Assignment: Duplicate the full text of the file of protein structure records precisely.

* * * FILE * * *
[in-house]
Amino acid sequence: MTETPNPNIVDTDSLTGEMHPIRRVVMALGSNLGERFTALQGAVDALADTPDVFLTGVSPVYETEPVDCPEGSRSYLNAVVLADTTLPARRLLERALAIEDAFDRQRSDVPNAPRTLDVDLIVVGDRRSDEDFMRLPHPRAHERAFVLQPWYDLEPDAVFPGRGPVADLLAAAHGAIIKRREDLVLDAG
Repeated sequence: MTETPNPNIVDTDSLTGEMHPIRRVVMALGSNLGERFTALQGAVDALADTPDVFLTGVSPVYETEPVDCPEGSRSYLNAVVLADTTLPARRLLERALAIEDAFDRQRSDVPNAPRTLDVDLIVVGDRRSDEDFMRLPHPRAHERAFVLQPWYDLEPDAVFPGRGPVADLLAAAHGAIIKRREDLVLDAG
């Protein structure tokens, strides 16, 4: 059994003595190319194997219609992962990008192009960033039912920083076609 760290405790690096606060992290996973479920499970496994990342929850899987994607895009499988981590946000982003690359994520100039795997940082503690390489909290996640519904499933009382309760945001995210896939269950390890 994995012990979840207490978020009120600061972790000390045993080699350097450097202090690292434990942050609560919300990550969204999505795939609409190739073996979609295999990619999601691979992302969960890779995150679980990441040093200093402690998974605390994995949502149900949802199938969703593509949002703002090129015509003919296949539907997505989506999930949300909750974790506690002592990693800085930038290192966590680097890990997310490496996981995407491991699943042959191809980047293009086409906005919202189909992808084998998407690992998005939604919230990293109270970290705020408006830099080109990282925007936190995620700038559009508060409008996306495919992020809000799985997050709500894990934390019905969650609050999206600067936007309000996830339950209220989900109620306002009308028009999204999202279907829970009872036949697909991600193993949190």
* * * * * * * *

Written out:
[in-house]
Amino acid sequence: MTETPNPNIVDTDSLTGEMHPIRRVVMALGSNLGERFTALQGAVDALADTPDVFLTGVSPVYETEPVDCPEGSRSYLNAVVLADTTLPARRLLERALAIEDAFDRQRSDVPNAPRTLDVDLIVVGDRRSDEDFMRLPHPRAHERAFVLQPWYDLEPDAVFPGRGPVADLLAAAHGAIIKRREDLVLDAG
Repeated sequence: MTETPNPNIVDTDSLTGEMHPIRRVVMALGSNLGERFTALQGAVDALADTPDVFLTGVSPVYETEPVDCPEGSRSYLNAVVLADTTLPARRLLERALAIEDAFDRQRSDVPNAPRTLDVDLIVVGDRRSDEDFMRLPHPRAHERAFVLQPWYDLEPDAVFPGRGPVADLLAAAHGAIIKRREDLVLDAG
């Protein structure tokens, strides 16, 4: 059994003595190319194997219609992962990008192009960033039912920083076609 760290405790690096606060992290996973479920499970496994990342929850899987994607895009499988981590946000982003690359994520100039795997940082503690390489909290996640519904499933009382309760945001995210896939269950390890 994995012990979840207490978020009120600061972790000390045993080699350097450097202090690292434990942050609560919300990550969204999505795939609409190739073996979609295999990619999601691979992302969960890779995150679980990441040093200093402690998974605390994995949502149900949802199938969703593509949002703002090129015509003919296949539907997505989506999930949300909750974790506690002592990693800085930038290192966590680097890990997310490496996981995407491991699943042959191809980047293009086409906005919202189909992808084998998407690992998005939604919230990293109270970290705020408006830099080109990282925007936190995620700038559009508060409008996306495919992020809000799985997050709500894990934390019905969650609050999206600067936007309000996830339950209220989900109620306002009308028009999204999202279907829970009872036949697909991600193993949190």